Probing Question: Do children have better memories than adults do?

Rick Gilmore, associate professor of psychology, answers:

"Sometimes it seems like children remember things adults do not, but in fact, adults have better memory if by better memory we mean the ability to remember more information, more accurately, and for longer periods of time.

cartoon kid thinking at computer
James Collins

What's on your mind?

"Scientists actually divide up memory into different types depending on what is remembered and for how long. Memories for skills, like riding a bicycle, differ from those associated with facts, e.g., who was Napoleon. The brain appears to store these types of memories in different ways and probably in different circuits. Children's brains develop most rapidly in infancy, but continue to mature throughout childhood, with a notable burst in adolescence. This is one reason why children's memories differ from adults. Their brains are still changing rapidly. Adult brains change too, but not as quickly or dramatically.

"Perhaps more important for remembering information day in and day out are two memory-boosting skills common among adults but not young children: metamemory and source monitoring. Metamemory refers to our own awareness of what we know or remember and what we do not. Children, especially preschoolers, have very poor metamemory. They are often more confident about what they remember than they should be. Children also have to learn what most adults already know — memories are fallible. Adults use their knowledge about their own memory to compensate by repeating important information over and over again, writing things down, and by other strategies; children do not do so reliably. The second memory skill at which neurologically normal adults generally surpass children is source memory. Source memory refers to knowledge about the source of one's memory — where or from whom one learned a particular fact or event. Sometimes remembering where we learned a forgotten fact can help bring it back to mind, but this strategy works better for adults than for children, at least until children are well into school-age.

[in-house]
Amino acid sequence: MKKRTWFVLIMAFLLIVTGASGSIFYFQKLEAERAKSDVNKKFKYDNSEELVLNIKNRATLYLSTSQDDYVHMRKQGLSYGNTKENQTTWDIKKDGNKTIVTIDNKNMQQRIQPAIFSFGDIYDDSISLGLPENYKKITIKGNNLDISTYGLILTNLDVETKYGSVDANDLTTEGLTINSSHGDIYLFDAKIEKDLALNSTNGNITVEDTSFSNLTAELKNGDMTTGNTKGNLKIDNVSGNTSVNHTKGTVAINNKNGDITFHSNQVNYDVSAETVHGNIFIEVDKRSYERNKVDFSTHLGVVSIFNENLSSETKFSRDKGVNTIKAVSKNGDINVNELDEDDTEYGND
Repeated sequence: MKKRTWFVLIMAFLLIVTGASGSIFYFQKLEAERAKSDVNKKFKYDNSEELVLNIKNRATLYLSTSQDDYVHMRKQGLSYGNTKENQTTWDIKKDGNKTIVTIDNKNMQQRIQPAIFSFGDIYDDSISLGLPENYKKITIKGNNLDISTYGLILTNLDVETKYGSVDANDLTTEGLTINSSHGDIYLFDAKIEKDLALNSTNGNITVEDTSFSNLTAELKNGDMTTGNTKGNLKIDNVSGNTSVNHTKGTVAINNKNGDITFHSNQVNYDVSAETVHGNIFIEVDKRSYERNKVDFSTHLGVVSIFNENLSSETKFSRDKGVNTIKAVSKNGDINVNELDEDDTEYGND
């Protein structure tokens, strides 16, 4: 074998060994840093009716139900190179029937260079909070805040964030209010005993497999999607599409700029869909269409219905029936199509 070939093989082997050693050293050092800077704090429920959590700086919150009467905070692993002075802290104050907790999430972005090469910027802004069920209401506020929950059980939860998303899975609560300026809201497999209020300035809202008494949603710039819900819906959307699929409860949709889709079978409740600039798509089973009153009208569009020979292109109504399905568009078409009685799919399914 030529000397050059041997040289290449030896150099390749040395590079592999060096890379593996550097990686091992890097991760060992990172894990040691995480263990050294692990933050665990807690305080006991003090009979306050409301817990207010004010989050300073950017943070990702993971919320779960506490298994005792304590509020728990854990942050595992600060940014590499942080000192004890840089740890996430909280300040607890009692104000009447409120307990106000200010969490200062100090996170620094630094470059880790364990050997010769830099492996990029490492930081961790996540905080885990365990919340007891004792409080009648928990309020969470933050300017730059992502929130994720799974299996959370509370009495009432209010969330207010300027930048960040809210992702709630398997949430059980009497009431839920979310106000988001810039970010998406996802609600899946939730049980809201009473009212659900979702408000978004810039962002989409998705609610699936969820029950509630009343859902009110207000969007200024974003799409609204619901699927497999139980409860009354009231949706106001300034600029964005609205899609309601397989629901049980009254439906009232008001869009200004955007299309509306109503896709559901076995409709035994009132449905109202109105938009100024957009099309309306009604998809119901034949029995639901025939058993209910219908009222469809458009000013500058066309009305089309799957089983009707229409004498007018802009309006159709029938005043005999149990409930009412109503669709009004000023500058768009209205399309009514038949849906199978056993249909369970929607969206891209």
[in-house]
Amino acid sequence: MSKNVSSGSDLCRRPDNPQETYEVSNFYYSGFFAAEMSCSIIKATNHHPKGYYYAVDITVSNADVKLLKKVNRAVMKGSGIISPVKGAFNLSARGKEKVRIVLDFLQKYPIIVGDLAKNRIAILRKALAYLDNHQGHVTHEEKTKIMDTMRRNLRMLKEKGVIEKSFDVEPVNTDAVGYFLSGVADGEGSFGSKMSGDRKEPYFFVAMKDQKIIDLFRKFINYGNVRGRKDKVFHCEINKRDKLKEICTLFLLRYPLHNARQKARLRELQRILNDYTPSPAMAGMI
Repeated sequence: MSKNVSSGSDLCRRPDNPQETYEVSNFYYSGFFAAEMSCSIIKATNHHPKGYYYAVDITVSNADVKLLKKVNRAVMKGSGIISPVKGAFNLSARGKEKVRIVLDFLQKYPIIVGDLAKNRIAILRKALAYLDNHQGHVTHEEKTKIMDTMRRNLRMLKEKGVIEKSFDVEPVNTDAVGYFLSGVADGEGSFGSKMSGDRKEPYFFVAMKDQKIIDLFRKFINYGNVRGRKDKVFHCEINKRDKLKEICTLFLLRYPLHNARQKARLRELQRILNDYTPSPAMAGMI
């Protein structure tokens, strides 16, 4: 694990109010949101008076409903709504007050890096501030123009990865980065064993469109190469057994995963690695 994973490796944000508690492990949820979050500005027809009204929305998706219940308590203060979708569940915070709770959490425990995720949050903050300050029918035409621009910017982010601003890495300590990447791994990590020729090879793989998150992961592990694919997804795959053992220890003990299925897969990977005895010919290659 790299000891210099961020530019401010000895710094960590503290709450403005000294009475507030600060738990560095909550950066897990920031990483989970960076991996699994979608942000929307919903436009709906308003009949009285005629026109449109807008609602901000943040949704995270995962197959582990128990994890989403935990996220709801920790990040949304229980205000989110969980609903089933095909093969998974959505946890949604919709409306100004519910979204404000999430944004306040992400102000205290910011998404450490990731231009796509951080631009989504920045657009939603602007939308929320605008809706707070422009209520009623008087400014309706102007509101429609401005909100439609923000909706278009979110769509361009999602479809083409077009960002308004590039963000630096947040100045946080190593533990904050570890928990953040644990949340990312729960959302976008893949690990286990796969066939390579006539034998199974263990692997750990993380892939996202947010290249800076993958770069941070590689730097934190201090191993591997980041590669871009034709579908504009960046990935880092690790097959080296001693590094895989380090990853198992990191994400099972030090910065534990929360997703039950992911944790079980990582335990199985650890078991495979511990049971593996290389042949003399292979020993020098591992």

"Finally, the more you already know, the more you can remember. Memory capacity is finite, but our brains seem designed to put facts and skills together in meaningful ways. This gives old dogs, who have more experiences, a leg up, so to speak, on younger ones when it comes to remembering old tricks or facts. The new tricks? Well, everyone knows how the saying goes."

Rick O. Gilmore, Ph.D., associate professor of psychology, directs the Infant Brain Development and Cognition Laboratory at Penn State. He can be reached at babylab@psu.edu.

Last Updated February 14, 2005